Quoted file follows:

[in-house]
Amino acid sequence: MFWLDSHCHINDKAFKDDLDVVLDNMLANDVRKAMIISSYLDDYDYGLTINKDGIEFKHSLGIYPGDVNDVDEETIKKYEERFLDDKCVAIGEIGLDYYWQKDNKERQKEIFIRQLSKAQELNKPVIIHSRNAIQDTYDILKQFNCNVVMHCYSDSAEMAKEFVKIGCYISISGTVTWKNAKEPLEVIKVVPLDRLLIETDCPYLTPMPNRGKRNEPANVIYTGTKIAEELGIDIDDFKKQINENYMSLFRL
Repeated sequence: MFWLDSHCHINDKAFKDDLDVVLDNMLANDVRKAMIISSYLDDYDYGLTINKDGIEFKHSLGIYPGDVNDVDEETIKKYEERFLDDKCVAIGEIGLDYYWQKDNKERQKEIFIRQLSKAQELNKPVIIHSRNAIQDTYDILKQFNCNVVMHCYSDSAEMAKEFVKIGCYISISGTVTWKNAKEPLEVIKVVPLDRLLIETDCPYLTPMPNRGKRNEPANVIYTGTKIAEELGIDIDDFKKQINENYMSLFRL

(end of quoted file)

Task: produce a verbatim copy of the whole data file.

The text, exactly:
[in-house]
Amino acid sequence: MFWLDSHCHINDKAFKDDLDVVLDNMLANDVRKAMIISSYLDDYDYGLTINKDGIEFKHSLGIYPGDVNDVDEETIKKYEERFLDDKCVAIGEIGLDYYWQKDNKERQKEIFIRQLSKAQELNKPVIIHSRNAIQDTYDILKQFNCNVVMHCYSDSAEMAKEFVKIGCYISISGTVTWKNAKEPLEVIKVVPLDRLLIETDCPYLTPMPNRGKRNEPANVIYTGTKIAEELGIDIDDFKKQINENYMSLFRL
Repeated sequence: MFWLDSHCHINDKAFKDDLDVVLDNMLANDVRKAMIISSYLDDYDYGLTINKDGIEFKHSLGIYPGDVNDVDEETIKKYEERFLDDKCVAIGEIGLDYYWQKDNKERQKEIFIRQLSKAQELNKPVIIHSRNAIQDTYDILKQFNCNVVMHCYSDSAEMAKEFVKIGCYISISGTVTWKNAKEPLEVIKVVPLDRLLIETDCPYLTPMPNRGKRNEPANVIYTGTKIAEELGIDIDDFKKQINENYMSLFRL